Safety Simulations benefit from Manufacturing Simulations
It has long been known that simulating the results of a crash before said crash has a chance to occur, saves lives and improves the design of vehicles and buildings. This kind of virtual prototyping has been happening behind the scenes for many decades - almost since the start of VR as a field.
However, even the most vigorous, modern crash test simulation, with all known variables accounted for, can be wrong. Sometimes these differences are unavoidable with the computational power limitations of the simulation computers, sometimes its another, unforeseen cause.
In the case of cars, one such unforeseen cause turned out to be a difference in the simulated materials a critical car support was made out of, and the materials the actual finished part was made out of. Well, not quite a difference - the materials were the same, but the manufacturing process was different, leading to unforeseen stress points in the material structure.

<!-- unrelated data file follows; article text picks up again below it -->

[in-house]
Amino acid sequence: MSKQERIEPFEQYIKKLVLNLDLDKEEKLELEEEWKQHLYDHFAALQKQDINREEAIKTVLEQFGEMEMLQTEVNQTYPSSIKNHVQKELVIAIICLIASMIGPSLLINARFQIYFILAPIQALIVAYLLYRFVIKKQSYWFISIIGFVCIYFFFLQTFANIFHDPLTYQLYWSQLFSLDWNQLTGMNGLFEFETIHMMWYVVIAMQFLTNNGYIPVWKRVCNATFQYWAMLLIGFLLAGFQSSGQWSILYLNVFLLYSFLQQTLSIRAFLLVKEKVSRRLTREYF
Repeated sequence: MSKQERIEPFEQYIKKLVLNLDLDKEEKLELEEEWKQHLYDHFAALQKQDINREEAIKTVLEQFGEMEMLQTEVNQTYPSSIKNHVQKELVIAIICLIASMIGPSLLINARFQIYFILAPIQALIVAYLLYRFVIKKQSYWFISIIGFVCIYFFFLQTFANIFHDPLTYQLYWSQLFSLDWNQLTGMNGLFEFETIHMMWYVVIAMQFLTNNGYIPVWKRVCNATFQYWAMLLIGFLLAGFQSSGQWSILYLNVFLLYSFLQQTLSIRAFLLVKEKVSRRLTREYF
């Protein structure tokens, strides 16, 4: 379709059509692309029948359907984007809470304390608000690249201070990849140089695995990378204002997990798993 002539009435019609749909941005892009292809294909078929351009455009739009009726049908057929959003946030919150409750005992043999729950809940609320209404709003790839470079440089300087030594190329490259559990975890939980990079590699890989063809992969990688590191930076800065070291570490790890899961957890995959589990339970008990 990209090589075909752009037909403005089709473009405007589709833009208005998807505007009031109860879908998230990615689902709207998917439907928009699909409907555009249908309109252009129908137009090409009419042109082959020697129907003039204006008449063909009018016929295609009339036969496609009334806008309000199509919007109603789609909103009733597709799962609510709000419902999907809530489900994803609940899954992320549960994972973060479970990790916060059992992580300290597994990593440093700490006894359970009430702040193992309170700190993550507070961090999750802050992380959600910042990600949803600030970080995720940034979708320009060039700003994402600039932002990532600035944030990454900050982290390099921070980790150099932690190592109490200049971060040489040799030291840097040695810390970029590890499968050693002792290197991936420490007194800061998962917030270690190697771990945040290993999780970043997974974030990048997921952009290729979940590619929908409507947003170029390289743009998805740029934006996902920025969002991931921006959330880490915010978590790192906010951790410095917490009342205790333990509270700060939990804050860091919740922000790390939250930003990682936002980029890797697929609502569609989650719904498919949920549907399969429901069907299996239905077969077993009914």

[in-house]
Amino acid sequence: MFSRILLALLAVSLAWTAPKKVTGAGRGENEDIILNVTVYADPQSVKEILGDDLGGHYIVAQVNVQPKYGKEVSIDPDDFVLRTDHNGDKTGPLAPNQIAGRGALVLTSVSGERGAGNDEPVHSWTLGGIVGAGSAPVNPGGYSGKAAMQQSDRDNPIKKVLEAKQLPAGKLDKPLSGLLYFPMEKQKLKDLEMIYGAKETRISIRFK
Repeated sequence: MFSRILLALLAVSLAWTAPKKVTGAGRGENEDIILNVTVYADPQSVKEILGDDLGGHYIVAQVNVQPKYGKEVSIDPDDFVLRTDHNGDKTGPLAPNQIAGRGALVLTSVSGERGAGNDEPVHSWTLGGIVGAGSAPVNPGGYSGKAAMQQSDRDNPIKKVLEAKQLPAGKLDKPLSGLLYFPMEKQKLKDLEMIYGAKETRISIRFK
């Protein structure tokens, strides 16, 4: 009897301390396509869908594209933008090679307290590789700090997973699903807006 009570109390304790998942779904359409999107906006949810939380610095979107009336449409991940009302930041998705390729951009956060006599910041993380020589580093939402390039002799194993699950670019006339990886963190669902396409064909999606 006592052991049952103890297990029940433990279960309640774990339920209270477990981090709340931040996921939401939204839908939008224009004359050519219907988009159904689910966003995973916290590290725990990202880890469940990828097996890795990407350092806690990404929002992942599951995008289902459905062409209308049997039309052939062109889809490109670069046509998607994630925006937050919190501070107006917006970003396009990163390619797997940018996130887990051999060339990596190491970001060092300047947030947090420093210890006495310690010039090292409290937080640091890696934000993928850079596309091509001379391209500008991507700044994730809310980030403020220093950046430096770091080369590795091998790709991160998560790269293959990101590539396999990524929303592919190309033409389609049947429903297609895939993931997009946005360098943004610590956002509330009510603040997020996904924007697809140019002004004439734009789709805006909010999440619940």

German researchers have been on the case however, seeing it as a golden opportunity to improve both the reach of industrial simulations, and their interoperability. Researchers at the Fraunhofer Institute for Mechanics of Materials have been looking into creating a dualism of simulation. That does not mean running every simulation twice, but instead, running a simulation of the manufacturing process behind each component of a car, so that it is clear which process is being assumed.
Those components can then be assembled together for a virtual crash test as usual. However, if the manufacturing process changes, they can simply swap out the old part, for the new manufacturing simulation part. It looks exactly the same, but will behave exactly as the machined part will. In this way, simulations can easily be rerun with different manufacturing processes, and even using materials that have not yet been made - their manufacture simulated before any real trials begin, saving time and money and making them the right way first.